Tony Parker and his glasses lead France into an opening matchup against Team USA. (Getty Images)

Enough of those meaningless exhibition runs for the United States. It's time to start the real deal. And it kicks off at 9:30 a.m. ET with Team USA taking on a very capable French squad.

It's one that sports the second-most NBA talent in the Olympics behind Team USA, led by Tony Parker and Nicolas Batum. They aren't an international powerhouse by any means having qualified for only two Olympic games in the past 20 years (including 2012), but it's a country that has produced quality NBA players.

As exhibition games against Brazil and Argentina proved, the U.S. can't expect to walk over any team, but especially one with a player as dangerous as Parker. It will be a quality test out of the gates for Team USA and one in which an early statement could be made.

How did they get here?
The French team qualified for the Olympics by finishing second to Spain in the 2011 European Championships.

Do they have a history of winning?
France did not qualify for the Olympics in 2008, but in their history have medaled twice taking silver in 1948 and 2000. They have had eight Olympics appearances total. France has been extremely up and down in basketball, only going to the Olympics once in the last 20 years before this year.

Who are their best players?
France actually has a soild amount of pro-level talent and a good number of players you've probably heard of. They have the second most NBA players in the entire field behind the United States with six. There's Tony Parker -- who is wearing protective goggles after being hit in the eye with glass during a nightclub incident -- who of course is an NBA All-Star level player. There's Nicolas Batum, who just signed a huge new deal with the Blazers. There's Ronny Turiaf, Boris Diaw and Kevin Seraphin, all quality role players.

And there's Nando De Colo, who recently just signed with the Spurs. Plus, don't overlook Mickael Gelabale, a former NBAer as well as Ali Traore and Yakhouba Diawara, solid players.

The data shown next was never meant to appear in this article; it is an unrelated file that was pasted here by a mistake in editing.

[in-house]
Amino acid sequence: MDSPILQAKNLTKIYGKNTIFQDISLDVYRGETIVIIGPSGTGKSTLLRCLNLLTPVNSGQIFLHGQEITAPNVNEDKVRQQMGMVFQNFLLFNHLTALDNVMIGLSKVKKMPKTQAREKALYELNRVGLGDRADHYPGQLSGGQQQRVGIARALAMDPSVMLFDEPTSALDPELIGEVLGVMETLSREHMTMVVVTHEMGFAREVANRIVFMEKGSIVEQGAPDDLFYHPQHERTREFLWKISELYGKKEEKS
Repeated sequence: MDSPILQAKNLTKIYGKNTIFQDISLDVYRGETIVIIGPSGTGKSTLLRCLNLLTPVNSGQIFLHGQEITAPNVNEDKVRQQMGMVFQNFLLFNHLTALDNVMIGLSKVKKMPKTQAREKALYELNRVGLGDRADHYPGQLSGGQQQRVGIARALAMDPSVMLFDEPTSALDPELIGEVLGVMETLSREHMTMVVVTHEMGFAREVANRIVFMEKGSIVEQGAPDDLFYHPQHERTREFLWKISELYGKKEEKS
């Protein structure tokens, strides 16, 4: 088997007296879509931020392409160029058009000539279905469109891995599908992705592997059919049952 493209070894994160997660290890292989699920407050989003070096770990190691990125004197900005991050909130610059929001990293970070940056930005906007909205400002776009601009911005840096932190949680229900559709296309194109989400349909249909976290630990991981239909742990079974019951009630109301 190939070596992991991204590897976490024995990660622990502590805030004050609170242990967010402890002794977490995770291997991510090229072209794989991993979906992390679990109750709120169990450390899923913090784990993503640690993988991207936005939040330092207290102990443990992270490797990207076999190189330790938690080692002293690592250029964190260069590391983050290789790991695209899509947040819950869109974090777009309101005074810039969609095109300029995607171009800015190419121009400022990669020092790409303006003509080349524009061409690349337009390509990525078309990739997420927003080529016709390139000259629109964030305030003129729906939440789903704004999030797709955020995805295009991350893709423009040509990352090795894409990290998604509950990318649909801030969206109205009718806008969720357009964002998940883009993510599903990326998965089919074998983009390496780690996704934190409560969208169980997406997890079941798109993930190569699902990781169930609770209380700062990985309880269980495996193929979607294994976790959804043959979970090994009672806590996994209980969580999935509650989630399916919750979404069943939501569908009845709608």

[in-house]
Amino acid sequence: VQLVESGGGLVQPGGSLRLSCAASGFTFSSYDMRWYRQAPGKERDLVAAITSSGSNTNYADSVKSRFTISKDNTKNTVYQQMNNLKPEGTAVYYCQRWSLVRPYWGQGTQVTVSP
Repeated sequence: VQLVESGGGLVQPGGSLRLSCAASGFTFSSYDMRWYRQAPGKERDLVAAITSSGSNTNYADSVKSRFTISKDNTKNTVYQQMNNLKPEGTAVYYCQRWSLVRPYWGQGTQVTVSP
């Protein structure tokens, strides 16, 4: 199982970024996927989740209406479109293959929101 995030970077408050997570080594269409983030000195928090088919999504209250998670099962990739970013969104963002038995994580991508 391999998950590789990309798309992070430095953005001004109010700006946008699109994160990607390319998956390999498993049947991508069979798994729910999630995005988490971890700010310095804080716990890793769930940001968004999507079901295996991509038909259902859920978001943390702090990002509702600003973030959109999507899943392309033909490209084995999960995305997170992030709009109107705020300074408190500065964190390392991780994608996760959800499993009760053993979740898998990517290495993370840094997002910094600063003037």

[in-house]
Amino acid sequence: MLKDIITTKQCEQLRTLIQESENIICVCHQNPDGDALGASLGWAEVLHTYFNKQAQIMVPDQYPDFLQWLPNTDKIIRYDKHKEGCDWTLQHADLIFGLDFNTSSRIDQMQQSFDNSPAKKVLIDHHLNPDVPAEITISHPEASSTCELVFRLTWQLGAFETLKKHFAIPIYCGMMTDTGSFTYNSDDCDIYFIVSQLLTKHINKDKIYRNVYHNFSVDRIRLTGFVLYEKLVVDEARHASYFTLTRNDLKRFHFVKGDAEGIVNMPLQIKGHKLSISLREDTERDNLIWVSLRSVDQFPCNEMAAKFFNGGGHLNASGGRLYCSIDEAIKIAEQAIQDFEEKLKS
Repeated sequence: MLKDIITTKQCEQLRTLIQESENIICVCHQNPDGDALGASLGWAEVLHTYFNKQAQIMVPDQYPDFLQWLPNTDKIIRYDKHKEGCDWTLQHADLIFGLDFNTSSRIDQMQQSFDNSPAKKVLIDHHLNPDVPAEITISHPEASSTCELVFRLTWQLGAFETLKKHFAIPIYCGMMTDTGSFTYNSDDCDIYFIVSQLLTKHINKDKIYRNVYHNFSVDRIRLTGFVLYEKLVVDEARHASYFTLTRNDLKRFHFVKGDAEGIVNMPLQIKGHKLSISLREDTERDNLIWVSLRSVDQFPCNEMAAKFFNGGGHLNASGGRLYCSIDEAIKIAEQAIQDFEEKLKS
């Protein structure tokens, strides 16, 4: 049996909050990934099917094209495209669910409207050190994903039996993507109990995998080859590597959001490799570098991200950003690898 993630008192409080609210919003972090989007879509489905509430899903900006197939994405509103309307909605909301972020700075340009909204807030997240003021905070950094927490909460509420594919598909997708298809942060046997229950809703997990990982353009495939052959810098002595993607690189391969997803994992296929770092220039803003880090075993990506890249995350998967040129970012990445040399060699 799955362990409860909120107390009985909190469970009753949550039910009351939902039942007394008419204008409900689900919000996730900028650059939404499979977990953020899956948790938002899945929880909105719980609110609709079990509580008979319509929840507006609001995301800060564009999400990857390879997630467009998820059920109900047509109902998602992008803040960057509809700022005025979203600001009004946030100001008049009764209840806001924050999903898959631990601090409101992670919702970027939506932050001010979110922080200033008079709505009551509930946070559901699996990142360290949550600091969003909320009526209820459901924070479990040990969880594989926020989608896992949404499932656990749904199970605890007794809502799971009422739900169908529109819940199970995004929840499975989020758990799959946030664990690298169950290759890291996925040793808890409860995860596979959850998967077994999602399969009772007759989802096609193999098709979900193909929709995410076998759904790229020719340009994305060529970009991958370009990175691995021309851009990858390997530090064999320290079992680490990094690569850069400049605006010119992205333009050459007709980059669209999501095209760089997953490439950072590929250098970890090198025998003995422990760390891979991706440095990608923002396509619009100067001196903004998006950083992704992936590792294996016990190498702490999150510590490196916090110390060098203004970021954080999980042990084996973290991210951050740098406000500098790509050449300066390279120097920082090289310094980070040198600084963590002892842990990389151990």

(Joakim Noah is part of the French national team as well but is out with an ankle injury.)

What do the matchups look like?
While France has some NBA talent, they lack in depth. Parker is really the only French player that could have a case to play for Team USA. France doesn't have a major advantage anywhere like Spain does on the interior. There's no real opportunity for them to create mismatches or anything.

They're a solid perimeter team that will rely heavily on good ball movement and shot making. Batum is a high level wing defender that can check scorers like LeBron James, Carmelo Anthony or Kevin Durant, but the problem is, there's only one Batum for France.

And while Parker obviously can create problems for anyone, the U.S. has Russell Westbrook, Chris Paul and Deron Williams to all use on him as well as versatile defenders like Andre Iguodala or Kobe Bryant as well.

Does France have a chance against the U.S.?
Absolutely a chance. Not a great one, but considering the fact Parker can often become an unstoppable offensive force, France could find a way to score along with Team USA. The problem is stopping the U.S. offensive attack, specifically in transition.

Some have pegged France as a sleeper in the tournament to medal, and with Group A appearing to be pretty open, the French should make a push to the knockout round.

Play this game 10 times and the U.S. probably wins 10 times. Play it 50, and France might find a way to win once. They have a shot, but they will need a near flawless performance and hope the U.S. settles from outside and goes cold.